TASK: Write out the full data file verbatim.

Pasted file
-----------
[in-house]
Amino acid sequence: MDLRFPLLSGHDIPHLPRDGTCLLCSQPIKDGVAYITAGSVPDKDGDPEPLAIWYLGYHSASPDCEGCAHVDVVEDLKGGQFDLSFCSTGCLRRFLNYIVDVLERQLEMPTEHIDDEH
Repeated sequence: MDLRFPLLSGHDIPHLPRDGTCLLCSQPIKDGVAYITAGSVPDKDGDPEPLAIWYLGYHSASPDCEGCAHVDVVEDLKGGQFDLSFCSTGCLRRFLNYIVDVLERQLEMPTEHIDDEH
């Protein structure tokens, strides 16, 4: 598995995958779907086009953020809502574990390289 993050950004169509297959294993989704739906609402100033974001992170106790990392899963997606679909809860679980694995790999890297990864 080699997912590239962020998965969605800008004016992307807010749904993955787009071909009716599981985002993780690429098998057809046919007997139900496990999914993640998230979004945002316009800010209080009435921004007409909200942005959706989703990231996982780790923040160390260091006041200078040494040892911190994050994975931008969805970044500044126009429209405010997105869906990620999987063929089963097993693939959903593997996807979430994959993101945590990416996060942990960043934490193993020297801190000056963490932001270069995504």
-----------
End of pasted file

[in-house]
Amino acid sequence: MDLRFPLLSGHDIPHLPRDGTCLLCSQPIKDGVAYITAGSVPDKDGDPEPLAIWYLGYHSASPDCEGCAHVDVVEDLKGGQFDLSFCSTGCLRRFLNYIVDVLERQLEMPTEHIDDEH
Repeated sequence: MDLRFPLLSGHDIPHLPRDGTCLLCSQPIKDGVAYITAGSVPDKDGDPEPLAIWYLGYHSASPDCEGCAHVDVVEDLKGGQFDLSFCSTGCLRRFLNYIVDVLERQLEMPTEHIDDEH
């Protein structure tokens, strides 16, 4: 598995995958779907086009953020809502574990390289 993050950004169509297959294993989704739906609402100033974001992170106790990392899963997606679909809860679980694995790999890297990864 080699997912590239962020998965969605800008004016992307807010749904993955787009071909009716599981985002993780690429098998057809046919007997139900496990999914993640998230979004945002316009800010209080009435921004007409909200942005959706989703990231996982780790923040160390260091006041200078040494040892911190994050994975931008969805970044500044126009429209405010997105869906990620999987063929089963097993693939959903593997996807979430994959993101945590990416996060942990960043934490193993020297801190000056963490932001270069995504």